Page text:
sporklet 14

Lee Young-ju

The Neighborhood of Daebang
Translated by Jae Kim

I used to fall asleep underneath the stairs. A list for the evening. It might be that we’re clutching each other’s hearts in a place we can’t see. Why do you look away? Been a while since we forgot each other’s faces. The simmering miso soup. I stared at the smudge on the earthenware after scooping everything into the soup. Mother. Burnt ashes. Sweet smoke was beginning to leak out into the corridor. Mother washed her hair on the anniversary of the day I disappeared. She dipped her hair into her tears in the basin. The list is soaked with smells. A glance at the window between sleep and life. The punishment that is the evening, I wrote on the wall, and thought about my ailment. Wearing my parka inside out, I wondered how I should drop and roll. Mother, you might dissolve into the wind like ashes, seeing how beautiful I am. My ailment flowed toward a place I was trying to get to, the road beyond the stairs, beyond the evening, where clenched teeth melted away. My ailment is more like an ailment because it’s nothing. A dim playground. I preferred ruin of the kind in which shards of glass pierced the bottoms of my feet. The stairs were ailing because mysterious carcasses have stiffened and formed a secret pattern. Why was the evening invented? The skeleton in the cupboard, as in the European saying, was moving on to another ailment. Tears falling like the tears from your wet hair. Mother, it was nice there.

Summer Vacation
Translated by Jae Kim

On the first night of the vacation stories abound. That moment when I meet eyes with myself, the one who, next to my sleeping self, is laughing with her mouth torn open. Something good must have happened, since I’m laughing. Is this what it means to tell ghost stories in the summer? Falling asleep again, I run my fingers over my torn lips. Did I laugh too much? I run my fingers over the mime’s lips. To be with the self while looking at the self. To be able to see the faceless self. We eat omelets and share joyful stories. This cypress table is supposed to absorb moisture very well, so it’s the perfect place for sharing lies. We sweat our bile. Insects can’t climb onto the cypress table. Why do you insist on touching the dark spots? When you watched me feel my chest, all around my heart, I laughed. According to Pascal, it is tragic that the soul gazing upon the self exists together with the self. You laughed, too. If I can fall asleep, I should be able to throw myself away. You came here to take a walk. You went deep into the mountains. The reason time is falling apart is because we’re burning. It’s a night of eating pork ribs and writing kind words of condolence. The lip of the forest is supposed to open when it’s time to erase the self. To sweat our bile, we lower our heads. On the plate is a pile of cooled bones. There are many caterpillars around me, squirming. I plan to sit down and read this letter of condolence alone.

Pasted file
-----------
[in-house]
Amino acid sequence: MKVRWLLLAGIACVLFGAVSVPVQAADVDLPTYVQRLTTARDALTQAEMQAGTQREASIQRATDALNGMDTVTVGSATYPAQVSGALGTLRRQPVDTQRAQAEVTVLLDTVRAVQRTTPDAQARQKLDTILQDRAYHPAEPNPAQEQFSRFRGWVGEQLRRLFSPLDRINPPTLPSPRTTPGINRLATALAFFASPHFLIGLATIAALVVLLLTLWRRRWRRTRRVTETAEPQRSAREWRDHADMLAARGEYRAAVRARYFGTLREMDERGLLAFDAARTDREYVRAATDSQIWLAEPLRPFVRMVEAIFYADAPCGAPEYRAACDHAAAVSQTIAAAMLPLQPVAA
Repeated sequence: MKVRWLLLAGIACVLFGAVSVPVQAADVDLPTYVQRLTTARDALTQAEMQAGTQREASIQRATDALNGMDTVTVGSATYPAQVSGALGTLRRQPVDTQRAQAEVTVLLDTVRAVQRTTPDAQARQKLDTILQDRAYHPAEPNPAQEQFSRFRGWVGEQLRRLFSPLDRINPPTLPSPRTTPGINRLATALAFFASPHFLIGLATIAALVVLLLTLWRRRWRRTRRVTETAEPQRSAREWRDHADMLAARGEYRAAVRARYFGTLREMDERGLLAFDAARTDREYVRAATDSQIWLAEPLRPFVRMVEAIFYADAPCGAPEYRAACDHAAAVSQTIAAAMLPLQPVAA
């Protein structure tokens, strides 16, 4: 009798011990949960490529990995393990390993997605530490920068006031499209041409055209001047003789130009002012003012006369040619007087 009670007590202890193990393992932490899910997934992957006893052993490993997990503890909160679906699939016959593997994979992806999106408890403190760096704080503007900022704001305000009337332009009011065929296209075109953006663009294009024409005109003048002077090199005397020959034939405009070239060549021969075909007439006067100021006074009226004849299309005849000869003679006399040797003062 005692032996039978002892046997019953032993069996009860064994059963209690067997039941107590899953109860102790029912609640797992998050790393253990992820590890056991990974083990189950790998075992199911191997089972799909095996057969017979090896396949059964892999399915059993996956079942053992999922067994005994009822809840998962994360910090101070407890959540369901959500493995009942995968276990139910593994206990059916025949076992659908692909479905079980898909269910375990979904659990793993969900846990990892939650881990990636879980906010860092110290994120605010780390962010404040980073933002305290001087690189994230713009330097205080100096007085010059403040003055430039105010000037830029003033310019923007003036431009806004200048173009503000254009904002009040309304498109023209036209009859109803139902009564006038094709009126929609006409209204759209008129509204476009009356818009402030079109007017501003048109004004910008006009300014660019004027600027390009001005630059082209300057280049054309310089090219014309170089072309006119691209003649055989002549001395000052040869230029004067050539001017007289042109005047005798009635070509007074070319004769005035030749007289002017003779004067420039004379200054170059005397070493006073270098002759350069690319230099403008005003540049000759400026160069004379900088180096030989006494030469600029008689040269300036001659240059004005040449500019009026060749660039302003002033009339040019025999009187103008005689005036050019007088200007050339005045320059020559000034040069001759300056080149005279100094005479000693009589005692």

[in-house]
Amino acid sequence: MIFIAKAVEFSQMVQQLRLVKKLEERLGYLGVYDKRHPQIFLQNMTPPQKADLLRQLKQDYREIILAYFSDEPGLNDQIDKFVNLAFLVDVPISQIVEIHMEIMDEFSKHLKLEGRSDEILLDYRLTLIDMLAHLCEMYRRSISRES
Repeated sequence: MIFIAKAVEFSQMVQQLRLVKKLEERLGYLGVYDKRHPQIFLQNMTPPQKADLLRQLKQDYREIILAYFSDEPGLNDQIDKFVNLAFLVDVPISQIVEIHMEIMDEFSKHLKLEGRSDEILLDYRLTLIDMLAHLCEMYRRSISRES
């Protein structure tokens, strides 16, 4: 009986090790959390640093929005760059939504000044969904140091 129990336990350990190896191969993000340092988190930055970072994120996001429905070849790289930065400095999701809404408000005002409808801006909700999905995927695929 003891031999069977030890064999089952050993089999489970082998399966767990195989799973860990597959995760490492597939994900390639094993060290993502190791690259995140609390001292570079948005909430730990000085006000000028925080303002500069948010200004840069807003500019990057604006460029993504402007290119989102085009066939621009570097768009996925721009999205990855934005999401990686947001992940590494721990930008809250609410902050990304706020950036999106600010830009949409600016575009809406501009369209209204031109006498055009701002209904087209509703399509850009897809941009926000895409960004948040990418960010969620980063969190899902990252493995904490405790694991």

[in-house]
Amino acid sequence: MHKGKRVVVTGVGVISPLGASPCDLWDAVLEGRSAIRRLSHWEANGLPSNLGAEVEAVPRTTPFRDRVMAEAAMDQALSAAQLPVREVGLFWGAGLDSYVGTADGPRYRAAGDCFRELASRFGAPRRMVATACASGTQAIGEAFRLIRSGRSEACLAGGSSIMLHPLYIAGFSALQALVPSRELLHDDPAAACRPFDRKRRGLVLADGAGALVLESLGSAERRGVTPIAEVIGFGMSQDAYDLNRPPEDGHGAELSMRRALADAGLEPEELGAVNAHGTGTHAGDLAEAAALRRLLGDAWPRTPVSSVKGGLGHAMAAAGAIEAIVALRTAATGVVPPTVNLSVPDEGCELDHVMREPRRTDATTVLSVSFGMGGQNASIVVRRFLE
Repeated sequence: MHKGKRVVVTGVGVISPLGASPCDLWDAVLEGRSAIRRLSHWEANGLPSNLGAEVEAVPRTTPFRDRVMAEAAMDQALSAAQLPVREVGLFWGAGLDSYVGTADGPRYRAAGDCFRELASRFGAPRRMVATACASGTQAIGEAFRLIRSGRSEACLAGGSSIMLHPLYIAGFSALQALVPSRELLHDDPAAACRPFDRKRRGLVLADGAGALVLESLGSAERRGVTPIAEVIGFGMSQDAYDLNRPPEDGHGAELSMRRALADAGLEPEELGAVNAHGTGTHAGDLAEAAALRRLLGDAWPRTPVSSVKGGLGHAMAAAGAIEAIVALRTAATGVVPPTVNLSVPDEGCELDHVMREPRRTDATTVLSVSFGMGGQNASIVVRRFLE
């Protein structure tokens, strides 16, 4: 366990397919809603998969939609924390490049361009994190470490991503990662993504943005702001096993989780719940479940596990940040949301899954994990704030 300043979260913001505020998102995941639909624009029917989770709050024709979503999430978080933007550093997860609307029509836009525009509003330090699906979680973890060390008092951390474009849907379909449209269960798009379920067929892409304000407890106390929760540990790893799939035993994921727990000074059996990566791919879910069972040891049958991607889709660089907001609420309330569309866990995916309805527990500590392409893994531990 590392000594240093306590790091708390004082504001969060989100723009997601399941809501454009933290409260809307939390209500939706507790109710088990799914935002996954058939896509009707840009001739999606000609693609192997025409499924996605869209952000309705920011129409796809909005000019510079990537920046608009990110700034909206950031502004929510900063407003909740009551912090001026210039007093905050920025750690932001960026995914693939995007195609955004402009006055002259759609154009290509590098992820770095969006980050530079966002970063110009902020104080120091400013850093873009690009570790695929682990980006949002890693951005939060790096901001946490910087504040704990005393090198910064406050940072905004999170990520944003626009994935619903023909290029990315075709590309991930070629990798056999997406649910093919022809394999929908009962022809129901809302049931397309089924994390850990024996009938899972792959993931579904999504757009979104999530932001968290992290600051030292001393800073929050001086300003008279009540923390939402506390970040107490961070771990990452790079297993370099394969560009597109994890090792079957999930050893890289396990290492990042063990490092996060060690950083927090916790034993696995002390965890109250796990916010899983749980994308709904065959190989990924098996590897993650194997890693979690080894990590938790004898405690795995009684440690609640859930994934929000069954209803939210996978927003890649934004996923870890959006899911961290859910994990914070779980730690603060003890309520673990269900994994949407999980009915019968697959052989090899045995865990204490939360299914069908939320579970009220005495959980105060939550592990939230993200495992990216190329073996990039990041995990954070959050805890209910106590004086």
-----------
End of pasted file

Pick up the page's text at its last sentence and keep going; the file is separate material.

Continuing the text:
Lee Young-ju is the author of the poetry collections You Arrived in the Season of Perennial Summer (2020), Keep No Record of Love (2019), Cold Candies (2014), Sister (2010), andThe Hundred-and-Eighth Man (2005). She lives in Seoul, South Korea.


Jae Kim is a writer and a translator of Korean poetry. His work has recently appeared in Conjunctions, Guernica, NOON, and Action Books’ Poetry in Action series. His translation of a collection of Lee Young-ju’s poems is forthcoming from Black Ocean in 2021.